Things to Know Before Buying Airbnb Shares Right Away


You should know these things before investing in Airbnb after it makes its public market debut today.

You should know these things before investing in Airbnb after it makes its public market debut today, according to MarketWatch.

Airbnb is a widely known brand and investors have been eager to get their hands on shares. In addition to the attraction of Airbnb's business model, it has been a strong year for IPOs that may lead investors to invest as soon as possible. It is important to keep in mind that despite recent positivity regarding vaccines, there is still uncertainty for the travel industry going into 2021.

Airbnb's IPO documents filed with the Securities and Exchange Commission explicitly state that “in light of the evolving nature of COVID-19 and the uncertainty it has produced around the world, we do not believe it is possible to predict COVID-19’s cumulative and ultimate impact on our future business, results of operations, and financial condition.” The document continues adding, “we believe that as the world recovers from this pandemic, Airbnb will be a vital source of economic empowerment for millions of people.”

Retail investors need to be aware of the volatility that IPOs typically experience in the early stages of the market debut, according to John Bovard, owner of Incline Wealth Advisors in Cincinnati, Ohio. These stocks have no trading history or indication of where investors believe they should be priced. “I have experience. It was still nerve-wracking for me,” Borvard said. “The best thing I did was hold onto it.” If the Airbnb shares at some point dip big, “just hang on, just hold onto it,” he said.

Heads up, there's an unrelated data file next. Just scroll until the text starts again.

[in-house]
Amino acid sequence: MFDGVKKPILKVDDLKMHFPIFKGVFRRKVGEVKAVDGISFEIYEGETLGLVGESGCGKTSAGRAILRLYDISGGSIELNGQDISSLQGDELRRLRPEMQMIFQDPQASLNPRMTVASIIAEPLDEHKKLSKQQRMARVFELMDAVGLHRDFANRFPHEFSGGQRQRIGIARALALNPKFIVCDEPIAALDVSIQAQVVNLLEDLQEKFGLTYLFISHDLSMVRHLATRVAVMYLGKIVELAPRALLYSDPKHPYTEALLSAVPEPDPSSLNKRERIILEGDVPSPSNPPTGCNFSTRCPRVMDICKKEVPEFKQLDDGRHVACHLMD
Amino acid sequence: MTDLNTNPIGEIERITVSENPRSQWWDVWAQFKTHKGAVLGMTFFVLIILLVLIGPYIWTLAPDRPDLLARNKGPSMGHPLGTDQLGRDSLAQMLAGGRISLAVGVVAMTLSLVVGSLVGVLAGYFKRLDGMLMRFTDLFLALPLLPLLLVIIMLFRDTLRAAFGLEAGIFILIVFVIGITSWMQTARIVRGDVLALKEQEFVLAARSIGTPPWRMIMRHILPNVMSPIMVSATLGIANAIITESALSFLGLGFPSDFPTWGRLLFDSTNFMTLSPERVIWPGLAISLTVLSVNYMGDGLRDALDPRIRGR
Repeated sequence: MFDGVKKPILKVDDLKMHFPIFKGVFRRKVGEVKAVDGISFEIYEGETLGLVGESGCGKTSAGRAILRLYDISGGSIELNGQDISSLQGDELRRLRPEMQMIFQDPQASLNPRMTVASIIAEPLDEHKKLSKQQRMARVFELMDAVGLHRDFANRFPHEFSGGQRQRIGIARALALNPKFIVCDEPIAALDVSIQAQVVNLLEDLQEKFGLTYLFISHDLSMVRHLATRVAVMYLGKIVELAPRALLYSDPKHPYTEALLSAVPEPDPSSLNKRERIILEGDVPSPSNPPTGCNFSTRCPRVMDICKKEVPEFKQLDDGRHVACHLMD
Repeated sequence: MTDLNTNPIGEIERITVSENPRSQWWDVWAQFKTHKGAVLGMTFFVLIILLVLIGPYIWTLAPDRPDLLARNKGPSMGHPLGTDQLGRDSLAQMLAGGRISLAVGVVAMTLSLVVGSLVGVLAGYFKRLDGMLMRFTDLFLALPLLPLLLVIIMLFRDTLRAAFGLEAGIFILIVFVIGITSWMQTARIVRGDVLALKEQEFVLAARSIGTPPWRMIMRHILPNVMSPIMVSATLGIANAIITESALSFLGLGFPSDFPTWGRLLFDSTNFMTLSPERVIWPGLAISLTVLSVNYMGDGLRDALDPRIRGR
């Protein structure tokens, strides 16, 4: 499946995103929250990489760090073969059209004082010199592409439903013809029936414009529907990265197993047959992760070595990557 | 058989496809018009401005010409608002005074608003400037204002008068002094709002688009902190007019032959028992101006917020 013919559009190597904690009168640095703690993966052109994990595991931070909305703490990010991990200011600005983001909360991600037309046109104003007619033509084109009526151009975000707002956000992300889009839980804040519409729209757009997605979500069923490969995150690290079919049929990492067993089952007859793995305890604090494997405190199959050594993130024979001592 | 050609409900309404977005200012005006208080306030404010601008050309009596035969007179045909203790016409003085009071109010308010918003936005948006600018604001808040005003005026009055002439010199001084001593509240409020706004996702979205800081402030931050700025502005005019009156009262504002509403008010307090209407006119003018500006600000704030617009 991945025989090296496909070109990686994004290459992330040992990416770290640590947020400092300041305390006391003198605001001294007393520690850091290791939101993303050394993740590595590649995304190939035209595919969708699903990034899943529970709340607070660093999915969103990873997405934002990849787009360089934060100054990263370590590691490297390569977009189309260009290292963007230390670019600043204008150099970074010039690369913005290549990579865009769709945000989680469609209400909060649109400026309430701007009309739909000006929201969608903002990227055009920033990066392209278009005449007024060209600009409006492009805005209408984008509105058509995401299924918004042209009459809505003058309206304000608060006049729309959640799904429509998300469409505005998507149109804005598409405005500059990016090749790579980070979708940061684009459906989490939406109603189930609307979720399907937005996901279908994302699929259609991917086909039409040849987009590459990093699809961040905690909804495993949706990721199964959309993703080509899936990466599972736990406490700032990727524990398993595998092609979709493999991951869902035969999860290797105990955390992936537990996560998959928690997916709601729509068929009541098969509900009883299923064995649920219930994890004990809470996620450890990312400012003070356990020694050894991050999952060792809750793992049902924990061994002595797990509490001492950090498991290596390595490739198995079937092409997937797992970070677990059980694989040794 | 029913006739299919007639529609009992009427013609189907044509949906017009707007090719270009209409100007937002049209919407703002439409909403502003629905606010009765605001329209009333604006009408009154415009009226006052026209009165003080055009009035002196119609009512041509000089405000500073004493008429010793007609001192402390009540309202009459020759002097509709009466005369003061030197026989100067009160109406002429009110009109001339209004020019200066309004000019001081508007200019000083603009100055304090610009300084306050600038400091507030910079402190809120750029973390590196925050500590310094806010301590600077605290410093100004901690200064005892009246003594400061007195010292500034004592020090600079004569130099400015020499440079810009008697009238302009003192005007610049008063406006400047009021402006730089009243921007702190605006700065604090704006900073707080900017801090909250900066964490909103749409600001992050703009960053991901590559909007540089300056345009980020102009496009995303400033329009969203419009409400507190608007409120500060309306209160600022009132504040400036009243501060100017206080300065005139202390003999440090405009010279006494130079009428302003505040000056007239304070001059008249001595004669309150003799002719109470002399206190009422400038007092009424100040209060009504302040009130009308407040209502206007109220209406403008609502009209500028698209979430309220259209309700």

Furthermore, just because you understand Airbnb's business model doesn't mean you should jump into ownership. There is a fine line between understanding a business model and investment risk associated with that business model.

“Do your research, look at competitors, and understand what you’re investing in with the thought that quarantine and lockdowns won’t last forever,” said Treyton DeVore, a financial planner at Piertree Planning, based in Kansas City, Mo. “There’s always a lot of hype around IPOs. Don’t let FOMO push you into buying a stock just because everybody else is.” Furthermore, it's important to add that buying a stock right after its IPO isn't a quick way to get rich.

“The biggest winners in IPOs are generally the early investors who invested in the company before the IPO,” DeVore said. For example, when Snapchat went public it took more than 3 years for investors to break even. It is important to note that Snapchat is now up 200 percent YTD.

That being said, if you are considering an investment in Airbnb, it is probably in your best interest to buy and hold Airbnb shares for the long term. Bovard is bullish on Airbnb but recommends that investors only allocate 10 percent of their liquidity to speculative stocks.

"One approach would be to dip your toes in, and buy some stocks at the open and consider buying more over time, rather than all at once,” said Jared Friedman, a financial planner at Redwood Financial Planning in Scotch Plains, N.J.

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Economics, Finance and Investing